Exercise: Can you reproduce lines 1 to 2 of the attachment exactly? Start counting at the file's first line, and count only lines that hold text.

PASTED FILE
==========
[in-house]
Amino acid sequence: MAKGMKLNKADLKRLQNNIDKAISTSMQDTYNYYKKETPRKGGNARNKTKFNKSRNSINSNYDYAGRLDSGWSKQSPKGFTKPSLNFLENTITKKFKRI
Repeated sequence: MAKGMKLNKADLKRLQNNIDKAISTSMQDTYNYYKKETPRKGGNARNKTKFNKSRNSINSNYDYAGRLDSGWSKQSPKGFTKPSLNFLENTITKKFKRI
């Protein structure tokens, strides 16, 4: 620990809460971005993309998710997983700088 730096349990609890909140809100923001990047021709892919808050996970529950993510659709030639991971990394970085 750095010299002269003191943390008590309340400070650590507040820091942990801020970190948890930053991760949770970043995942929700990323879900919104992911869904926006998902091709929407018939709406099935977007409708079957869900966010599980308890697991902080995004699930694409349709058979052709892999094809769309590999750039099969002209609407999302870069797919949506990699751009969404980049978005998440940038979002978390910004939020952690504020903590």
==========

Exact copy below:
[in-house]
Amino acid sequence: MAKGMKLNKADLKRLQNNIDKAISTSMQDTYNYYKKETPRKGGNARNKTKFNKSRNSINSNYDYAGRLDSGWSKQSPKGFTKPSLNFLENTITKKFKRI